Diabetes and Rheumatoid Arthritis

People with Rheumatoid Arthritis have a higher incidence of Diabetes than the general population. A study was recently conducted to see if any of the medications commonly used by patients who have Rheumatoid Arthritis, were helpful in lowering blood glucose (sugar) levels.

The study found that two common medications had a significant benefit in reducing the risk of diabetes: hydroxychloroquine (Plaquenil) a disease modifying medication taken as a tablet, and the biologic medication abatacept (Orencia). However, it has been found that the steroid medication prednisone can increase the risk of diabetes and raise blood glucose levels.

Many people with Diabetes also take cholesterol lowering medications, referred to as “statins”.  These medications can also raise blood glucose levels, however their benefit reducing heart disease is still felt to outweigh this risk.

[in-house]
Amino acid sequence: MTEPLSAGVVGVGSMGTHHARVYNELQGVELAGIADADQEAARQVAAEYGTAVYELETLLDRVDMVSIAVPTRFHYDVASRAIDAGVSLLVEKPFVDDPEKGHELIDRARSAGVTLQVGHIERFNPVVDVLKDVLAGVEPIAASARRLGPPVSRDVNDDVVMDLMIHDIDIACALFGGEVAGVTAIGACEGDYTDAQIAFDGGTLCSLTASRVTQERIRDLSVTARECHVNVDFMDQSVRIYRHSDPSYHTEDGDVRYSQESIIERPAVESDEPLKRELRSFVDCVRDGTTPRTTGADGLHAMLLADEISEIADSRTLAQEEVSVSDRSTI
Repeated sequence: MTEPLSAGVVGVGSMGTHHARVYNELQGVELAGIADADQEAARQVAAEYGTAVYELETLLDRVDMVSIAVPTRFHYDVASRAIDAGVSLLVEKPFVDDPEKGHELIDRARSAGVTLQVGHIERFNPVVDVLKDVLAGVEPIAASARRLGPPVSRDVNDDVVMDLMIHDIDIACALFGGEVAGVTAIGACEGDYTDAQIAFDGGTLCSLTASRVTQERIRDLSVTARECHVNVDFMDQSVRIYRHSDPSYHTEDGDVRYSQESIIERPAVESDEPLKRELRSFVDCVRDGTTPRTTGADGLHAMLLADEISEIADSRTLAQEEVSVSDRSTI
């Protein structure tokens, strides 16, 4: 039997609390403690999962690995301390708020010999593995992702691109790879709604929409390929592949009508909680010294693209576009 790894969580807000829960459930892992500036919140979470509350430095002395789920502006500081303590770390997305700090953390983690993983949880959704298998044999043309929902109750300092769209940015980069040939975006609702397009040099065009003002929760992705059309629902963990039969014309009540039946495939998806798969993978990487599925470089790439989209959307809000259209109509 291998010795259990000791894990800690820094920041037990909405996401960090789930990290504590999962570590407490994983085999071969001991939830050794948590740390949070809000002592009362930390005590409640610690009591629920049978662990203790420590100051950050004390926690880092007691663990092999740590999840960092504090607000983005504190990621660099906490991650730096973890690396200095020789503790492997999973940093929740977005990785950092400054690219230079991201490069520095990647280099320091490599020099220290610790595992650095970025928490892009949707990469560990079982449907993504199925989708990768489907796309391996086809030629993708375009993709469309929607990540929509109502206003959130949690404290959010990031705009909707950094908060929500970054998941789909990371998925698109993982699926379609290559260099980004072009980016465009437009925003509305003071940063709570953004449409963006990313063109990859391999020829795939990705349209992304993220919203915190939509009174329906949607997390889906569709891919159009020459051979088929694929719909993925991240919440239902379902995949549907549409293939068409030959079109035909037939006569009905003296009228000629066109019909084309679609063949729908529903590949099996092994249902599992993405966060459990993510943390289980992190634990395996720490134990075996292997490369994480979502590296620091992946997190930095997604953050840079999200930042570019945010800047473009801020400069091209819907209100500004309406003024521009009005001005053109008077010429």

For more information on Diabetes and Rheumatoid Arthritis, speak to your healthcare provider.


Our pharmacist, Carolyn Whiskin, recently returned from The American College of Rheumatology Conference, the largest international meeting held for rheumatology. Over 15,000 health professionals from around the world specializing in research and the care of people with arthritis were in attendance. Today’s blog post is one several to come with information Carolyn learned at the Conference.

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